Practical Applications of Gravity Inversion

Practical Applications of Gravity Inversion

In this part of the school, we will present gravity inversion for various geophysical, geodetic and geodynamic applications. After introducing some basic geophysical concepts, various isostatic models and their use in determining crustal depth by gravity is described at length and compared and combined with seismic models of crustal depth. The preferred isostatic model is based on Vening Meinesz-Moritz’s hypothesis with a global isostatic compensation of Bouguer gravity disturbances rather than Bouguer gravity anomalies. There are also applications of gravity for estimating tectonic stress in the mantle and viscosity in the mantle.

In addition, we will present and learn about gradiometry for different regional geophysical interpretations and applications.

During the workshop, a software package for determining the crustal thickness and processing of the gradiometry data based on spherical harmonics will be presented.

Modelling of crustal thickness based on isostatic theory

In geophysics isostasy is essential mainly for studying geodynamic processes in the crust and upper mantle, and in geology it helps in explaining various topographic and geologic features around the world. For example, using an isostatic hypothesis the geological interpretation for compensation of topography and studying lithosphere structures can be inferred.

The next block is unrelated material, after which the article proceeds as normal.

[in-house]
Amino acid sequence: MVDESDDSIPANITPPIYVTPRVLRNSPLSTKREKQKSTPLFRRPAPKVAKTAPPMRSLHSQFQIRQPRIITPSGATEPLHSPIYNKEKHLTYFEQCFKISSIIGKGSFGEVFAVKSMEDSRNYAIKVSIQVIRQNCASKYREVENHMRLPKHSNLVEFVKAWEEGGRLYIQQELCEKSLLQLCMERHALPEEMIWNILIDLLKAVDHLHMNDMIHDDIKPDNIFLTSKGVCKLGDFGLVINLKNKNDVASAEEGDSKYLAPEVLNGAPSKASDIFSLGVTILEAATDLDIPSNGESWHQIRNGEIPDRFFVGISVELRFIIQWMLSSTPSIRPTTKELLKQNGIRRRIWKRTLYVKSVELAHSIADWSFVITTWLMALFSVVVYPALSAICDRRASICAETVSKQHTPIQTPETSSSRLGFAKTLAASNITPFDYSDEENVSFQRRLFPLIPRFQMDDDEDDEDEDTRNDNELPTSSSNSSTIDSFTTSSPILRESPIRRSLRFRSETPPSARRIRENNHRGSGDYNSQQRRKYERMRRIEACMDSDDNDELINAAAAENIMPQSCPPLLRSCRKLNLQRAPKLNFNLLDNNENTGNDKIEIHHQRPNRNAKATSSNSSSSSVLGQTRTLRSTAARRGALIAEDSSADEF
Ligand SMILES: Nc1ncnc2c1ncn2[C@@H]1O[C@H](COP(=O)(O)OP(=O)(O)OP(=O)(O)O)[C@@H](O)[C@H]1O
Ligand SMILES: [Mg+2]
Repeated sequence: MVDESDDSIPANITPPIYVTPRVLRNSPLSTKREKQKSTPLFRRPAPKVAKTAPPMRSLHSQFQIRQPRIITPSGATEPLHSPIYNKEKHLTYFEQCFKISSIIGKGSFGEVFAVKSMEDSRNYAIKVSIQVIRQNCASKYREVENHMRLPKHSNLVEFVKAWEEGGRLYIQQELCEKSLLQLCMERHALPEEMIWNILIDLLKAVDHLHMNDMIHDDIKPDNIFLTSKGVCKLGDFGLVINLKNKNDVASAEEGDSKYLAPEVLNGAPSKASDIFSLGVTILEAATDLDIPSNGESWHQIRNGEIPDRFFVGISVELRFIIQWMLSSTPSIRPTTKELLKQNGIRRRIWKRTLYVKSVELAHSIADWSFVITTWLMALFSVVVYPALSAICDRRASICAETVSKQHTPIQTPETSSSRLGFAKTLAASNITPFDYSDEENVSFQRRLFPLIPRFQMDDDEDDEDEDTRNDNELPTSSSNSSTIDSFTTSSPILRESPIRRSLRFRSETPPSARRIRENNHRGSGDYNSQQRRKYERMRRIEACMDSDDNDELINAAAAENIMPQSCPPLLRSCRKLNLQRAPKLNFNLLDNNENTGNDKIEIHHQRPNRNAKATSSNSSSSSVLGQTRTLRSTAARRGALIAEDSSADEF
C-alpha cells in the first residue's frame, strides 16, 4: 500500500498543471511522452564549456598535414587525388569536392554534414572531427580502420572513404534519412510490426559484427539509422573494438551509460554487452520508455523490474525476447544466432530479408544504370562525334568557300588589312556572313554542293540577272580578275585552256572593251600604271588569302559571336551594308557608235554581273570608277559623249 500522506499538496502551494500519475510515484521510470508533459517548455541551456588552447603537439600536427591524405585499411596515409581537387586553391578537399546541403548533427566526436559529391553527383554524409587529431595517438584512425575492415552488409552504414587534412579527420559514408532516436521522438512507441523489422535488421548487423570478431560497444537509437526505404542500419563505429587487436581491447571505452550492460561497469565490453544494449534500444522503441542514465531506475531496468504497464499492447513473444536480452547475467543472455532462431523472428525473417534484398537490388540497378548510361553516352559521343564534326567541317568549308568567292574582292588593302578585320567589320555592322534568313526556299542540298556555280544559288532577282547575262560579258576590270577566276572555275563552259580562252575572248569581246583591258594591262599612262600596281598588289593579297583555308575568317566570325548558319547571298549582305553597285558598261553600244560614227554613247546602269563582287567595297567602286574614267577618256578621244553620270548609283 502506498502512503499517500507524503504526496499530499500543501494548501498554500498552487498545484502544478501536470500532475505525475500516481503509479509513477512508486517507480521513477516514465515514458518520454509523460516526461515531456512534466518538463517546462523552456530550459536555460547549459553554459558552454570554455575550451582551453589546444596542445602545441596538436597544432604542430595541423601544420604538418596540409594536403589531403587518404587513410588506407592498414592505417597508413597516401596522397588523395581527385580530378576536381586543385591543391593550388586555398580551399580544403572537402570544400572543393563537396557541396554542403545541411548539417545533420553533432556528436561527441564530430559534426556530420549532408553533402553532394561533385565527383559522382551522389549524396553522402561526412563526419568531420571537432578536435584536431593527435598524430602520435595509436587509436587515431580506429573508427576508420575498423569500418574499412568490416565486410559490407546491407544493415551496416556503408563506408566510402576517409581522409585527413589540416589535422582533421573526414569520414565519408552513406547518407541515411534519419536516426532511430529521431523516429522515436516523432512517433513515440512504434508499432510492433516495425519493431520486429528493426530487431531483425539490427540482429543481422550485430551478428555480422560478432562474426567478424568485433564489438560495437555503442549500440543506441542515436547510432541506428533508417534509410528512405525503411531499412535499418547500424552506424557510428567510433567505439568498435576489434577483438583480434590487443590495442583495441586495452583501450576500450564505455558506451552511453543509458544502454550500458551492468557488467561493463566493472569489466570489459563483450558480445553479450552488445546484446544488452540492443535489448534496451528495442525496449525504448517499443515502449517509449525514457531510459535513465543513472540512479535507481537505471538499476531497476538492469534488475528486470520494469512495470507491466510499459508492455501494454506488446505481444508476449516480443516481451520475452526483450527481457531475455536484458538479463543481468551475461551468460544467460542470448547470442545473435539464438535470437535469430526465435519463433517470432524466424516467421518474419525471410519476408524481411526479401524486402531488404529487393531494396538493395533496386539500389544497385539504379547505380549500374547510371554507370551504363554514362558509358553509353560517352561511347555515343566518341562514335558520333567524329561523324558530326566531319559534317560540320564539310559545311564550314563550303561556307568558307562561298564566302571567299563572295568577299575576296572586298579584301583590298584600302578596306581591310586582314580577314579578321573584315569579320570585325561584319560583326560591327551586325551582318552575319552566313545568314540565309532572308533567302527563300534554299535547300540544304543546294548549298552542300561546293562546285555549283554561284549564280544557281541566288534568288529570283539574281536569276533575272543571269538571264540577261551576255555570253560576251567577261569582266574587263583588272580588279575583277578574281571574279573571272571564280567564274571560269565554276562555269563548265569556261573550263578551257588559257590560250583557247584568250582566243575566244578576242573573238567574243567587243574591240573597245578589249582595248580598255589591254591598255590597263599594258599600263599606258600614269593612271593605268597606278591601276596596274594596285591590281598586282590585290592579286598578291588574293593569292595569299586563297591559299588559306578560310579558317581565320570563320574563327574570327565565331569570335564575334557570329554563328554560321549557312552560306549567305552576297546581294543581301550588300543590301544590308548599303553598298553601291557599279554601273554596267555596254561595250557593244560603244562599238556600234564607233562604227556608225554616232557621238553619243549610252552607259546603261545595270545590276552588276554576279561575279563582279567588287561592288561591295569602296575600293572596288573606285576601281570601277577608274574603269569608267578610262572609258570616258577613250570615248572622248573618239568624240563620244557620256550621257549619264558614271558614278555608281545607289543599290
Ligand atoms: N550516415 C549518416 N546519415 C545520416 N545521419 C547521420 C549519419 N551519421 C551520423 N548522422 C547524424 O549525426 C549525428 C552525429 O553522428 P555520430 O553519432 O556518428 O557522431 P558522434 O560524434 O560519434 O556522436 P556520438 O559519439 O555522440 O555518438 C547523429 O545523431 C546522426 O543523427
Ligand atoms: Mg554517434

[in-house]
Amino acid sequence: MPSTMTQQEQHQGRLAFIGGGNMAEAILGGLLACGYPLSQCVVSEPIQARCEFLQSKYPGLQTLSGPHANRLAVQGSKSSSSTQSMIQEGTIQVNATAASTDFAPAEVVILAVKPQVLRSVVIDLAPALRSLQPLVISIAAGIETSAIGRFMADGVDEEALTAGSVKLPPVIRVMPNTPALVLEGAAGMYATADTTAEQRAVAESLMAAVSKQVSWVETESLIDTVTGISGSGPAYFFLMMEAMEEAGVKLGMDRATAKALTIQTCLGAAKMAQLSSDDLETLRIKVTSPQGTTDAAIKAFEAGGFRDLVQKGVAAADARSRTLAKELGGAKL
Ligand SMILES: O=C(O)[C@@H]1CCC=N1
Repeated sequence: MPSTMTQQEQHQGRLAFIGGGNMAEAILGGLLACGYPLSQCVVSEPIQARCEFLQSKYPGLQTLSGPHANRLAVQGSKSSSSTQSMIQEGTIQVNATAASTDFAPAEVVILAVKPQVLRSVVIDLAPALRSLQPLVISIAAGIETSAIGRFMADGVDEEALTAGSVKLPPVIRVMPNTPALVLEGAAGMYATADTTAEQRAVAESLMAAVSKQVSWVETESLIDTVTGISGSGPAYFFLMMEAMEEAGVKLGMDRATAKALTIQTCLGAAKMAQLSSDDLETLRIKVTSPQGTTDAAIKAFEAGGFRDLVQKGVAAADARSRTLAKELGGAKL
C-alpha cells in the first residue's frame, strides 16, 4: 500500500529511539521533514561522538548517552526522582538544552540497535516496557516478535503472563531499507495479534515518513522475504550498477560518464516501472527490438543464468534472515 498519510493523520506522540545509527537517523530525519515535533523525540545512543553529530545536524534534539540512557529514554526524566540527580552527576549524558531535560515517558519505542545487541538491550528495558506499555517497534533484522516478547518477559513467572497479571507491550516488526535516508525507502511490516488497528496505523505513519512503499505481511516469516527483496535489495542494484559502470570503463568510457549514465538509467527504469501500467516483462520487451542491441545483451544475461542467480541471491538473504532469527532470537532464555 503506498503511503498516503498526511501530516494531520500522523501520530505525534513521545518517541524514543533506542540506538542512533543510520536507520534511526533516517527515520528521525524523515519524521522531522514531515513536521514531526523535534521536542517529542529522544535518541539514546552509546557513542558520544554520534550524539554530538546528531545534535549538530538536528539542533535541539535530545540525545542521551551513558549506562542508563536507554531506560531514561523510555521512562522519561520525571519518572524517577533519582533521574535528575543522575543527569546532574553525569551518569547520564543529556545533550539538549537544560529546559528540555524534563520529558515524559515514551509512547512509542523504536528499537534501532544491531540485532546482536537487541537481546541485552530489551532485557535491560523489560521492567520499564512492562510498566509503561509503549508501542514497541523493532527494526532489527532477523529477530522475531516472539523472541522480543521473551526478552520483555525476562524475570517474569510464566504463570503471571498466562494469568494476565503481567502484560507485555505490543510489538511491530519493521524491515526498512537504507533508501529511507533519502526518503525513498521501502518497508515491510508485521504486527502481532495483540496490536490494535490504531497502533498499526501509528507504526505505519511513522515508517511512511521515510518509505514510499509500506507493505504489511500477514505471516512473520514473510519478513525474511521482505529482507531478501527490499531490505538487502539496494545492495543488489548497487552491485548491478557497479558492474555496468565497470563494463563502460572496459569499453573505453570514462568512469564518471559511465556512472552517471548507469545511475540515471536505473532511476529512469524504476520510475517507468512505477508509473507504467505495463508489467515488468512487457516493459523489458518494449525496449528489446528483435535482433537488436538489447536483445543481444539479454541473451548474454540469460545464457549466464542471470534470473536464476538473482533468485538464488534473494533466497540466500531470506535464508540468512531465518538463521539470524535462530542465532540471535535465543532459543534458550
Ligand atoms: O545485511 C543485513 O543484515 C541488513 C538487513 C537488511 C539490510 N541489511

Why is crustal thickness modelling using gravity data important?

Seismic surveys are expensive, and in many areas seismic information feasible for depth estimation of the crust is therefore sparse or lacking, inferring poor crustal thickness models. This is especially the case in oceanic regions. Today gravity surveys and satellite gravimetry missions are much more cost-effective, allowing crustal thickness to be estimated by gravity inversion under the assumption of some kind of isostatic model (e.g., the models of Airy, Pratt, Vening Meinesz or Vening Meinesz-Mortiz), where the gravity anomaly is mainly assumed to be the effect of variations in the crustal thickness.